His first "regular meeting" was conducted at Speagleville, near Waco, Texas. It was scheduled for ten days, and he was quite anxious about not having enough sermons to last so long. But it was the custom to have a "question box". (This could sometimes make trouble for a beginner!) But the questions took all his time one evening and then he had enough sermons to last. Sunday appointments and "protracted" meetings were the usual places where preachers preached, with very few of them then being in "full time local work." Debates also played an important role in their work, and this was especially true of E.M. Borden.

In 1902 he was married to Mrs. Ella Sisk, daughter of John and Mattie Darter, in Black Rock, Arkansas. She belonged to a denominational church, perhaps the Methodist, but she soon obeyed the gospel and walked faithfully with the Lord by the side of her husband to the end of his long life. Her first husband had died, leaving her with a child. She bore four children by Brother Borden. Margaret V. Nunn, now deceased; Mittie E. McGill, E.M. Borden, Jr., and Mary L. Swinney. E.M. Jr. preached for many years. He has a son who preaches, and Mary Swinney had a son who preached until he lost his life in 1969. Five generations of gospel preachers have come from this family — perhaps there will be others.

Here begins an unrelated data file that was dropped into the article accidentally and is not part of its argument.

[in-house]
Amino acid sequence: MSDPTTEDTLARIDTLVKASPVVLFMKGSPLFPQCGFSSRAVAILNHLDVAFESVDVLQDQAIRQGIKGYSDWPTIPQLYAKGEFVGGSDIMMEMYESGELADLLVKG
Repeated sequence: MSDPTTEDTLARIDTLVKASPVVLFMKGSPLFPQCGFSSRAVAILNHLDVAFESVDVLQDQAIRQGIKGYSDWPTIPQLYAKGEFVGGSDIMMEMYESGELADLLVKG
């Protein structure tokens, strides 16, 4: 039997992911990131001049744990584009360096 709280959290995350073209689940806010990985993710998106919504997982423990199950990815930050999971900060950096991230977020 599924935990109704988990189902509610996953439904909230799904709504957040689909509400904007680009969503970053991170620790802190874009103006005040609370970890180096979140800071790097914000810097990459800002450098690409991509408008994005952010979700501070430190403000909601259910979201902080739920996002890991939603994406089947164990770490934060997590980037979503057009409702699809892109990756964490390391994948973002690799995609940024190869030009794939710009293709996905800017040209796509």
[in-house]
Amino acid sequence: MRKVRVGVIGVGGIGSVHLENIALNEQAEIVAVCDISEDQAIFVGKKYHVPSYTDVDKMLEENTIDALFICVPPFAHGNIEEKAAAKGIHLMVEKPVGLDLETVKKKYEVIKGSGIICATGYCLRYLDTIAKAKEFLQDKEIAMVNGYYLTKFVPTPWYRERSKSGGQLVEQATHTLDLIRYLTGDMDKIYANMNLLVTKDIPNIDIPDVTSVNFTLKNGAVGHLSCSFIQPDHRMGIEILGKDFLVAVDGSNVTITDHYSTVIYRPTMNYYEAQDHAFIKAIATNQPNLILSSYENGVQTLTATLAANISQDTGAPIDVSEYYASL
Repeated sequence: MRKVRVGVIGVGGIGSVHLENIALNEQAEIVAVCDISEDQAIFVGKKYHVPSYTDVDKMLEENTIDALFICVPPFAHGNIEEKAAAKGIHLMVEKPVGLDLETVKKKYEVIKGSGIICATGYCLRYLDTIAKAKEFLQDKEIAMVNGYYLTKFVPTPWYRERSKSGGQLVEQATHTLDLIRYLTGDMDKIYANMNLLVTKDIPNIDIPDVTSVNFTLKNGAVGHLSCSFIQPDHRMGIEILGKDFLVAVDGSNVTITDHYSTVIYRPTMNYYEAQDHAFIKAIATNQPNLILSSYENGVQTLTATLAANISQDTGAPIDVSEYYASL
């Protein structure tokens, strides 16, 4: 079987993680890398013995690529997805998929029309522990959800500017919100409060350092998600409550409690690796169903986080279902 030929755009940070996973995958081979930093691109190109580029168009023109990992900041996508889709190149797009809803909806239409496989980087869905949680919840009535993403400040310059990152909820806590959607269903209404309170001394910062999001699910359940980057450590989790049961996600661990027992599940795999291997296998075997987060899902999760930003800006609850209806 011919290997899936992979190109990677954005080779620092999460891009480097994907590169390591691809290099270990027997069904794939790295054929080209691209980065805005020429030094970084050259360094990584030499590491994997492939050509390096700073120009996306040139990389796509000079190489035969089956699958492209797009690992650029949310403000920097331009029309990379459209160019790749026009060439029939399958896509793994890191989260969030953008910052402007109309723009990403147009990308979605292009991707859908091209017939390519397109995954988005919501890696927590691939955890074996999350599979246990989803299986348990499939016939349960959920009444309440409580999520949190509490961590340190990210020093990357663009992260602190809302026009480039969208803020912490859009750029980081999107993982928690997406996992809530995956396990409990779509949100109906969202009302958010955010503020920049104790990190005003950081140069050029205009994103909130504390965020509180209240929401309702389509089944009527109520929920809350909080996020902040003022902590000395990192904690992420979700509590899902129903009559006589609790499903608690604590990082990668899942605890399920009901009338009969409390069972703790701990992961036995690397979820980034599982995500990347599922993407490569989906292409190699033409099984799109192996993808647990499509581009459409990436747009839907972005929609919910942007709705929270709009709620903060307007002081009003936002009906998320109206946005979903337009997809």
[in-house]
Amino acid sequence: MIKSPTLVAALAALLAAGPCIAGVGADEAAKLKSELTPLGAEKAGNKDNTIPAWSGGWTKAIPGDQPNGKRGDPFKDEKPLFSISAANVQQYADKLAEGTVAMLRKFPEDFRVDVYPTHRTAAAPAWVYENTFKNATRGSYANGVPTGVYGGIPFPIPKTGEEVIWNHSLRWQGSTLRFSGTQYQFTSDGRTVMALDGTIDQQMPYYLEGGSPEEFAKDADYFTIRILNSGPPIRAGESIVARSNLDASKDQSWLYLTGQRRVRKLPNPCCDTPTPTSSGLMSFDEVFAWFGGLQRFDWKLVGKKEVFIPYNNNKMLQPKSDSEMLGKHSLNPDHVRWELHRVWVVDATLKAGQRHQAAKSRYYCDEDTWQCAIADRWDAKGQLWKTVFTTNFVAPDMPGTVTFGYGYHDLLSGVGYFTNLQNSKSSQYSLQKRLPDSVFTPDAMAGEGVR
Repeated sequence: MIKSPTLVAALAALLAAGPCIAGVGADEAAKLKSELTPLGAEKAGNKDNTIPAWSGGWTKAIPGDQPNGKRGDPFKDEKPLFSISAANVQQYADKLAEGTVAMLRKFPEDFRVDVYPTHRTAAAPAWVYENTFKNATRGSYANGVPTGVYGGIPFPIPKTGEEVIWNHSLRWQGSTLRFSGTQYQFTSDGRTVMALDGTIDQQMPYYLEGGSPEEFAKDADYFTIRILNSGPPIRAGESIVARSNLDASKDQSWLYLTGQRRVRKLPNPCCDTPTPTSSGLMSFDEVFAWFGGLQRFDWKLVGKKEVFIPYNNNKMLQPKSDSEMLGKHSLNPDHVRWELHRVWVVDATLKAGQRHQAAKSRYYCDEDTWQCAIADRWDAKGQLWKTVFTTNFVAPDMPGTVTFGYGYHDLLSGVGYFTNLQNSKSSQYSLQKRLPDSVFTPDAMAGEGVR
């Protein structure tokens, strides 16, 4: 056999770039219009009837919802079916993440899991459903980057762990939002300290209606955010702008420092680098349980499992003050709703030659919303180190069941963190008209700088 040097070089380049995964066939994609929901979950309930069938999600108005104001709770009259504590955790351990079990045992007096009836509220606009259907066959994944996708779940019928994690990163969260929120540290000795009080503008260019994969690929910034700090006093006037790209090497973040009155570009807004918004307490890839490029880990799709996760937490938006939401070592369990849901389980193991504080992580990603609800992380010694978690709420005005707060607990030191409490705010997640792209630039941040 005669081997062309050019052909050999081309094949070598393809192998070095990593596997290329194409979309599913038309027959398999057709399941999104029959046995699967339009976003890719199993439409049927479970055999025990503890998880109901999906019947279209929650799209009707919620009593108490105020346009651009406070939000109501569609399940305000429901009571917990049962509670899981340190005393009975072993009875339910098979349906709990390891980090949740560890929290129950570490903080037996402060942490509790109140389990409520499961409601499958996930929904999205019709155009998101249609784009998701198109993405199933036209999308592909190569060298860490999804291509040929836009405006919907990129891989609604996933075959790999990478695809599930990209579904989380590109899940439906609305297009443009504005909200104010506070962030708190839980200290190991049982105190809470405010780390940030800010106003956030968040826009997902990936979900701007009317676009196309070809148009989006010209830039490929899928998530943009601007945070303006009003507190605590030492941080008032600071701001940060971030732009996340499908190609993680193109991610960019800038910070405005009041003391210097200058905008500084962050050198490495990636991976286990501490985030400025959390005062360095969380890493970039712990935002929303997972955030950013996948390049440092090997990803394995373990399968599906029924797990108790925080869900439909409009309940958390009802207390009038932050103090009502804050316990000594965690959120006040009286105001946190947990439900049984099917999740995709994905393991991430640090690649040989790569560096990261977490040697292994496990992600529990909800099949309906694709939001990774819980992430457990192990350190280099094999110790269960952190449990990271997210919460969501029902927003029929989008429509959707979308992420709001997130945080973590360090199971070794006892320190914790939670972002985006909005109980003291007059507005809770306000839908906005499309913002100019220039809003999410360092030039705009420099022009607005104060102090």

After moving to Arkansas in early life he edited and published the Christian Pilot for about fifteen years. Following a severe case of the flu he moved to Riverside, California where he preached for the church for three years. While in Arkansas, in addition to his editorial work, he had many debates and preached for at least the church in Batesville and Little Rock. (He established the work in Little Rock.) From Riverside he moved to Oklahoma City to edit the Herald of Truth, a paper then about a year old. He continued this work for four years when he moved to Ferris, Texas, where he worked with the church for about three years. Following this there was local work in Clovis, New Mexico, Fayetteville, Ark., back to California, then to Hereford, Texas and again to California, settling in Porterville. Later he worked with the church in National City, California.